The SRI sector has also experienced massive change. When I joined it was all about traditional screened ethical funds with a focus on avoiding stocks related to defence, tobacco, alcohol and other so-called "sin stocks", along with throwing out polluters or companies with a poor record on human or employment rights.

Today, we've helped redefine SRI to include good corporate governance and the extent to which companies take account of potential threats and opportunities. For example, climate change used to be seen as a problem for power generators or oil companies, but would have been considered irrelevant if you were a bank; things have changed and companies are beginning to recognize that they need to look at what could happen if they disregard its potential effects on their business, whether in terms of regulatory threats or missed opportunities for new profitable products.

All in a good cause

The great thing about my job is that, despite moaning just like anyone else about daily frustrations, I actually go home at night feeling really glad about what I do, because I am convinced it helps companies run their businesses better and will make a positive difference around me. I have strong environmental beliefs, but does that mean I'm going to dress up as a polar bear and protest outside the Houses of Parliament? Absolutely not!

The feeling of doing something worthwhile was completely absent when I worked on Wall Street. A vice president at PaineWebber once apologized for not putting me on a deal involving a tobacco company; when I told him not to apologize because I wouldn't have done it anyway, he was absolutely staggered, and said I was working for the wrong company.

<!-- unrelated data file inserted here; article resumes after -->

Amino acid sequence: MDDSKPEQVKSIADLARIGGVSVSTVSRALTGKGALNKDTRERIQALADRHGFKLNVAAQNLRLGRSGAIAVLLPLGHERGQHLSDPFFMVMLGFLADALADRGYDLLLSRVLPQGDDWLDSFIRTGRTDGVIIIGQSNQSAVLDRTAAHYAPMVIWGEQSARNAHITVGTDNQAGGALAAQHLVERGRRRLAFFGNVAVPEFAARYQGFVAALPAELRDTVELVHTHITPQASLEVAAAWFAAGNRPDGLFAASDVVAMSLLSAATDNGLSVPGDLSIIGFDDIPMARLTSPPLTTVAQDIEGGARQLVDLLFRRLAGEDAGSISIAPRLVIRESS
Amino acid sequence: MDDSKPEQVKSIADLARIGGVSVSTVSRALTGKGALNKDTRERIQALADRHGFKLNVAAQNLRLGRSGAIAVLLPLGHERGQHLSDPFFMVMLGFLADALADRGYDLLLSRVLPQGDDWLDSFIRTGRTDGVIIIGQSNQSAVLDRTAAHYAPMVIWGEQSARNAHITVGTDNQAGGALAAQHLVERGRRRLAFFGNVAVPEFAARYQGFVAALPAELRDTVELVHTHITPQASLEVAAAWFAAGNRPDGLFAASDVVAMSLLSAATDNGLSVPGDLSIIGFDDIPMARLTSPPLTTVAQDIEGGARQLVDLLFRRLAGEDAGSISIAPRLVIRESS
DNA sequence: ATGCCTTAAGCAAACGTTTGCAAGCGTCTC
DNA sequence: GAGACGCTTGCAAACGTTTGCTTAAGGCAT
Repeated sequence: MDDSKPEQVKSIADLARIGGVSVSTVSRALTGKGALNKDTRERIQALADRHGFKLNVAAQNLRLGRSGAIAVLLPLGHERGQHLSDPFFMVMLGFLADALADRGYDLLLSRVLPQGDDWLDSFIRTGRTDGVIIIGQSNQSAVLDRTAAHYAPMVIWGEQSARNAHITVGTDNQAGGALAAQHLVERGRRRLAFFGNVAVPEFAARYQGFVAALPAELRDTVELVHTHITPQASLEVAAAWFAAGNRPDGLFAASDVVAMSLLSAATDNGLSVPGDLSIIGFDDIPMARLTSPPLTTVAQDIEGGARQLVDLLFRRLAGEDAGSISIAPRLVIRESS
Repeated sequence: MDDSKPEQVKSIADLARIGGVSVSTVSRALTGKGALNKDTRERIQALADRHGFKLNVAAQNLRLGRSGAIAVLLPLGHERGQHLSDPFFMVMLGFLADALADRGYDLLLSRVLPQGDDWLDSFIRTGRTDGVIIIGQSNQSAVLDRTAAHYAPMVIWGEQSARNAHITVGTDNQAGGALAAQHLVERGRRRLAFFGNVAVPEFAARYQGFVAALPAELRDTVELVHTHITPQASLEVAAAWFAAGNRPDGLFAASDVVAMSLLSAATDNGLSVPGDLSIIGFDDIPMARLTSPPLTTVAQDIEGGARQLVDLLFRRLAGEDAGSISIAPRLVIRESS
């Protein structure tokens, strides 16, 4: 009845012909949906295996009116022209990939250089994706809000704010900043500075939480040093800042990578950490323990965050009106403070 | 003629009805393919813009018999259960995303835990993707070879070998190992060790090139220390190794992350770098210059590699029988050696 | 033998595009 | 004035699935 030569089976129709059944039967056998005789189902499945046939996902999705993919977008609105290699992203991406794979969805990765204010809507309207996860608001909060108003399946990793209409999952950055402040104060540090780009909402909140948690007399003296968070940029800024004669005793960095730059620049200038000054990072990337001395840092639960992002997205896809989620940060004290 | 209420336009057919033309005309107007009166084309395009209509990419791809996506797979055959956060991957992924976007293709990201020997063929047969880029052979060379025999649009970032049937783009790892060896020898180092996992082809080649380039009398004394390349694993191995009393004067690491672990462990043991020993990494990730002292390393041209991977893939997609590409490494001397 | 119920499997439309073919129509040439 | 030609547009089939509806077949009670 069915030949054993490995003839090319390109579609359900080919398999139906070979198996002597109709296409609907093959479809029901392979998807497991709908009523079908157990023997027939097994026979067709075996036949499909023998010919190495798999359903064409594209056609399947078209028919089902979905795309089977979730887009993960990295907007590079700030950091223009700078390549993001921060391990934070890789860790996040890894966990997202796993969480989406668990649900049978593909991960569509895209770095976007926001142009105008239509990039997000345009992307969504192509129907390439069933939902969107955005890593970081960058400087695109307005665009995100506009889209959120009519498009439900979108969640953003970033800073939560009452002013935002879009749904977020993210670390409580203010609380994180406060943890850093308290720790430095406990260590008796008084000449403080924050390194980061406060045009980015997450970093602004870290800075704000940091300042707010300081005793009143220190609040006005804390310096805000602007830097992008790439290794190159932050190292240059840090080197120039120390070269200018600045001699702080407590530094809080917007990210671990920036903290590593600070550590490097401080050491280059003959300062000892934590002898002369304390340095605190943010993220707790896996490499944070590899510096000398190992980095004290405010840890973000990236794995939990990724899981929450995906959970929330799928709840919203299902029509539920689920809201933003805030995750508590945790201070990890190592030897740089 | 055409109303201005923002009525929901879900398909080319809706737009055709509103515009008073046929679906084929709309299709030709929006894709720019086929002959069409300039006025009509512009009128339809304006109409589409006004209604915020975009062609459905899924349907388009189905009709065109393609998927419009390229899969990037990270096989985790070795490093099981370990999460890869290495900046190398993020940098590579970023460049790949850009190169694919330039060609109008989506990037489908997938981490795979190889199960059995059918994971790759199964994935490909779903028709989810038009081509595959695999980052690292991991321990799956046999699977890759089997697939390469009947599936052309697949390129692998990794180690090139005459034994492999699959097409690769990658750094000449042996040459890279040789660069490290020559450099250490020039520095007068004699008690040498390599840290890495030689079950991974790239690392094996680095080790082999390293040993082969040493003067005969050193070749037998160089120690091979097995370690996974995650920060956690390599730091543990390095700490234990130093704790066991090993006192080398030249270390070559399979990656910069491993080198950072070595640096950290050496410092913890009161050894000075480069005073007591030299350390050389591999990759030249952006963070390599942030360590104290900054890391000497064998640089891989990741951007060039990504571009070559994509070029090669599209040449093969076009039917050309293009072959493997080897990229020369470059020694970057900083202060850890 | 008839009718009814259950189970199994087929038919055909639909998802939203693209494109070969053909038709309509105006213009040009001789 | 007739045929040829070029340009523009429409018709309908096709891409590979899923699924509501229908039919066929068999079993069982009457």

As team manager, a lot of my time is spent doing things like planning, strategy and performance reviews, which are generic to running any team. But I'm a hands-on manager and there are still quite a few projects that I run myself. One is F&C's participation in the Corporate Leaders Group on Climate Change - it involves a group of around a dozen FTSE-sized companies who've come together from all different industry sectors to lobby the UK government to introduce more ambitious long-term policies aimed at moving to a low-carbon economy.

First-mover advantage

In terms of my career, I think I've been lucky. If I were to apply to do my job today, I probably wouldn't get it, the competition is so tough.

In the late 1990s there were very few people with both a financial and public sector background who were interested in combining their skills in socially responsible investing. Nowadays the landscape has changed dramatically: our mailbox is jammed with applications from people from investment banks, law firms and industry, not to mention NGOs who want to move across to the private sector.

Business school academics now specialize in the field of sustainable development, which wasn't anywhere to be seen on the curriculum when I attended over 20 years ago. It doesn't hurt to get in at the beginning.

AUTHORAnonymous Insider Comment